WHEN two-thirds of a team’s starting 15 get selected for All-Star recognition, you are dealing with an exceptional unit.
The Dublin footballers received nine All-Stars last week and were quickly followed by the Limerick hurlers, with a similar amount.
Only the Kilkenny hurlers, in the aftermath of the 2008 season, matched that amount, thus replicating the 1983 and 2000 teams from the same county.
So, in the 50 years of the All-Stars scheme, only four hurling teams, the Cats on three occasions and now Limerick, have managed that much recognition.
It is quite an extraordinary achievement and it illustrates how far ahead those teams were of their rivals in those years.
Down through the years. All-Star teams have merited plenty of debate and plenty of adverse comments, and there have been times that one could not comprehend how one or two players were chosen ahead of others.
On this occasion, however, it’s difficult to come up with reasons why any of these nine Limerick hurlers should not have been chosen.
In fact, many of them were automatic and I am sure those who selected the 15 did not deliberate too long.
A couple of players might have been a bit unfortunate to lose out — the Waterford pair, Stephen O’Keeffe and Austin Gleeson, for example — but who would you have omitted to facilitate them?
In the aftermath of the 2019 season, Tipperary dominated the selection, with seven players.
This time, they were nowhere near getting even one and that shows how things can change from year to year.
Over the past number of years, Cork have had a paltry return from the All-Star scheme, but that’s the way it is: If you are not challenging at the business end of the season, you won’t get too many.
Limerick set the bar very high on this occasion, winning all 12 games that they played and taking possession of the Munster SHL, the Munster SHC, the NHL, and the McCarthy Cup.
To go through a season unbeaten is maybe unprecedented and that feat has to be recognised in any awards scheme.
The season that Limerick competed in was like no other; the pandemic that we are all still living through made life extremely difficult for all the participants, in both the hurling and football championships.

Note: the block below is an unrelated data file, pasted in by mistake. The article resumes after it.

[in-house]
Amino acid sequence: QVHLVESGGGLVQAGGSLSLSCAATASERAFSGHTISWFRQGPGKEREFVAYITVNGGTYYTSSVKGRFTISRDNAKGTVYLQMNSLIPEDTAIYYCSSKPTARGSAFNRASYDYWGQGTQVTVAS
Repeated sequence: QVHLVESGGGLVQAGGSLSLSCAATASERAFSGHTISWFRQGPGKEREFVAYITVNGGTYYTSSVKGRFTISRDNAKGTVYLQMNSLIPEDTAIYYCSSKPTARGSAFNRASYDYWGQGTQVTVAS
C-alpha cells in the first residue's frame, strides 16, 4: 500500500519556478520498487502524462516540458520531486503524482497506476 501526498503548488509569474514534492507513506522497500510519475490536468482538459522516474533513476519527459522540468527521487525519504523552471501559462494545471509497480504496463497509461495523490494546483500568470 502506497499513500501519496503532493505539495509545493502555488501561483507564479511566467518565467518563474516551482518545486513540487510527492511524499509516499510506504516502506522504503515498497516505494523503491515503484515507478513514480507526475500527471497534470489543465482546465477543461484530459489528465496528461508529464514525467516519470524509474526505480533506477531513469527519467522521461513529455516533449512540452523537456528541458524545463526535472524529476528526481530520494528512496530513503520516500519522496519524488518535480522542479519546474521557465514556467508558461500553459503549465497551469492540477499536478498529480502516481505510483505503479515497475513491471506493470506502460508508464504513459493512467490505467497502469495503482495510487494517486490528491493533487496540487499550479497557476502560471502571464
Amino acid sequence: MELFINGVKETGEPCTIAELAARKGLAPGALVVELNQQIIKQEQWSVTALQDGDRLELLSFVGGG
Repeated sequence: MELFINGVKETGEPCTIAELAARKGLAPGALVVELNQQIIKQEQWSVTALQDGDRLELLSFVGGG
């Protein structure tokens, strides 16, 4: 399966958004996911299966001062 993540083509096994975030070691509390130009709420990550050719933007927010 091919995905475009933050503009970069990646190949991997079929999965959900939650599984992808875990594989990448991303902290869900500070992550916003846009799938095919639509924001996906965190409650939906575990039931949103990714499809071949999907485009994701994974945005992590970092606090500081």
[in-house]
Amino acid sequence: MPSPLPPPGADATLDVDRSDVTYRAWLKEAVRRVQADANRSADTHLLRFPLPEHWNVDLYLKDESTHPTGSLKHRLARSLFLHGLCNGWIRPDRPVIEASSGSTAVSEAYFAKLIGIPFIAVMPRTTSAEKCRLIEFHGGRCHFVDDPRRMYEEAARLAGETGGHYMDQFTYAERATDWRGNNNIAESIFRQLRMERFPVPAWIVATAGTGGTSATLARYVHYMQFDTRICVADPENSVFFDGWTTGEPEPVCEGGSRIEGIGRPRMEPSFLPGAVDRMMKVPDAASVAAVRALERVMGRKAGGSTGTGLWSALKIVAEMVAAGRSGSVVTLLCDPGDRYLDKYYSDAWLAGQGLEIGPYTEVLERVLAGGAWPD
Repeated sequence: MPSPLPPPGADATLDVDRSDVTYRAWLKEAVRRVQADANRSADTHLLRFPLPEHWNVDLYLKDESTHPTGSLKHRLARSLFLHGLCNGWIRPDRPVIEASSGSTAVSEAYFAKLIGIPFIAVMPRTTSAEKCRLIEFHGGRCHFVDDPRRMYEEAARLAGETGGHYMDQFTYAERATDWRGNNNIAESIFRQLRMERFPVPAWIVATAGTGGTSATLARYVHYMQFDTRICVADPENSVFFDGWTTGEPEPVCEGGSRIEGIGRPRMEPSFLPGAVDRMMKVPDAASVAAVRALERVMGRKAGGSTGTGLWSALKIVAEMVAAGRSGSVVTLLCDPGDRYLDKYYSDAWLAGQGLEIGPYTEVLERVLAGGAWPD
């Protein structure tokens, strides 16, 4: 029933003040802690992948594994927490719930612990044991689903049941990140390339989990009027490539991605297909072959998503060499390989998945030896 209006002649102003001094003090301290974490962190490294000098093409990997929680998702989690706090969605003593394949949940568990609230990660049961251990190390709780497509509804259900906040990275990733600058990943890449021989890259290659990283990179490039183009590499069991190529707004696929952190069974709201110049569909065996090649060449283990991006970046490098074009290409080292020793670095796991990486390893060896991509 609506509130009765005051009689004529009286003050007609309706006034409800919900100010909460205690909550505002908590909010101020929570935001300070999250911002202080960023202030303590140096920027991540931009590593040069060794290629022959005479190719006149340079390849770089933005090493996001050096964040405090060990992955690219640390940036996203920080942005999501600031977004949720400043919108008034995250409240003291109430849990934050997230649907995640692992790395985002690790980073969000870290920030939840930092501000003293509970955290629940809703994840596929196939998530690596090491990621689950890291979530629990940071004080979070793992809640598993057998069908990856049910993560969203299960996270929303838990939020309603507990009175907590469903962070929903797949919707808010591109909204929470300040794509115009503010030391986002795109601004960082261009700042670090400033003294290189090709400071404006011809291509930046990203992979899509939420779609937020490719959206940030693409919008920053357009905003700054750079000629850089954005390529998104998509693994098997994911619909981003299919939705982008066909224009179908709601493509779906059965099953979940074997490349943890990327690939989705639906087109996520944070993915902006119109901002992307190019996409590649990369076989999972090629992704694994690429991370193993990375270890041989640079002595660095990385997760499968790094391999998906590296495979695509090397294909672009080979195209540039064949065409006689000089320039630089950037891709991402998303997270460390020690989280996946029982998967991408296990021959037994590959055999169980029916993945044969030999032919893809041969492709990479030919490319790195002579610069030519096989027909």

Collective training was severely restricted for a while and you had to play the games without your supporters. It was the same story for all the teams, but playing in front of empty stands and terraces in the big stadiums cannot have been easy.
But in every instance, Limerick coped magnificently, and, from day one, against Clare in the Munster championship they were the most formidable force by a good distance.
And on any occasions when their credentials were put to the test, they came up with the right answers every time.
When a team wins the All-Ireland one year, the tendency is to speculate that they will dominate for a while.
When Tipp won in 2019, we thought they might become the first team from the county to retain the McCarthy Cup since 1964 and 1965.
That didn’t happen, of course, and now the spotlight falls on Limerick again to see if they can dominate for a bit longer.
The general consensus is that they will because they possess greater depth in resources than any of the other counties.
In an after-the-awards interview last Saturday night, the hurler of the year, Gearoid Hegarty, suggested that the lack of time that they had with the MacCarthy Cup itself will be a motivating factor this year.
“It will; we didn’t even have an hour with the cup,” Hegarty said.
“They didn’t even allow us to bring it off the field, so we just, literally, had it for a few minutes on the field.
“We didn’t see it again, which was disappointing. The important thing is that we won it, but it would have been nice to have had the trophy for a bit longer,” Hegarty said.
He’s quite right, of course: It might only have been a small thing, but small things can mean an awful lot.
At the end of the day, however, it’s all about being recognised for your achievements and Limerick were deservedly the big winners on this All-Stars night.
The players who didn’t receive recognition might be disappointed, but they shouldn’t be, because the part that they played was every bit as much as those who were selected.
The entire Limerick half-forward line of Hegarty, Cian Lynch, and Tom Morrissey was selected and that’s some going.
A unique year ended with a unique achievement.